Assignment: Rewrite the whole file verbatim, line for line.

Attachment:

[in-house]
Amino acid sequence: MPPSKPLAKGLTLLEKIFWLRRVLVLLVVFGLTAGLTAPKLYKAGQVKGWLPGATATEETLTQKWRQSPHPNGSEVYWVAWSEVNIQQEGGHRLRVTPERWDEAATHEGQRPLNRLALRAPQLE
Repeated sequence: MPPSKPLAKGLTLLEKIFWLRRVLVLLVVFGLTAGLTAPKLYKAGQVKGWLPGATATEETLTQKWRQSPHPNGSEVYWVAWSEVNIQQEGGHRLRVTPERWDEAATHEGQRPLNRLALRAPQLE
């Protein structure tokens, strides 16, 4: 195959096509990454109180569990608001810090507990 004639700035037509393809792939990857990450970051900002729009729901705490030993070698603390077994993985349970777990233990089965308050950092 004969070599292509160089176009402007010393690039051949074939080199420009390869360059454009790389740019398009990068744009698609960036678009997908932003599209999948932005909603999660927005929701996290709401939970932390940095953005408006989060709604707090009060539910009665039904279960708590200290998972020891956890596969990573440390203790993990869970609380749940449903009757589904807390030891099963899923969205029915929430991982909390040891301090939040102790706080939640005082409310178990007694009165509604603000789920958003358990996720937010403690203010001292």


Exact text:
[in-house]
Amino acid sequence: MPPSKPLAKGLTLLEKIFWLRRVLVLLVVFGLTAGLTAPKLYKAGQVKGWLPGATATEETLTQKWRQSPHPNGSEVYWVAWSEVNIQQEGGHRLRVTPERWDEAATHEGQRPLNRLALRAPQLE
Repeated sequence: MPPSKPLAKGLTLLEKIFWLRRVLVLLVVFGLTAGLTAPKLYKAGQVKGWLPGATATEETLTQKWRQSPHPNGSEVYWVAWSEVNIQQEGGHRLRVTPERWDEAATHEGQRPLNRLALRAPQLE
């Protein structure tokens, strides 16, 4: 195959096509990454109180569990608001810090507990 004639700035037509393809792939990857990450970051900002729009729901705490030993070698603390077994993985349970777990233990089965308050950092 004969070599292509160089176009402007010393690039051949074939080199420009390869360059454009790389740019398009990068744009698609960036678009997908932003599209999948932005909603999660927005929701996290709401939970932390940095953005408006989060709604707090009060539910009665039904279960708590200290998972020891956890596969990573440390203790993990869970609380749940449903009757589904807390030891099963899923969205029915929430991982909390040891301090939040102790706080939640005082409310178990007694009165509604603000789920958003358990996720937010403690203010001292």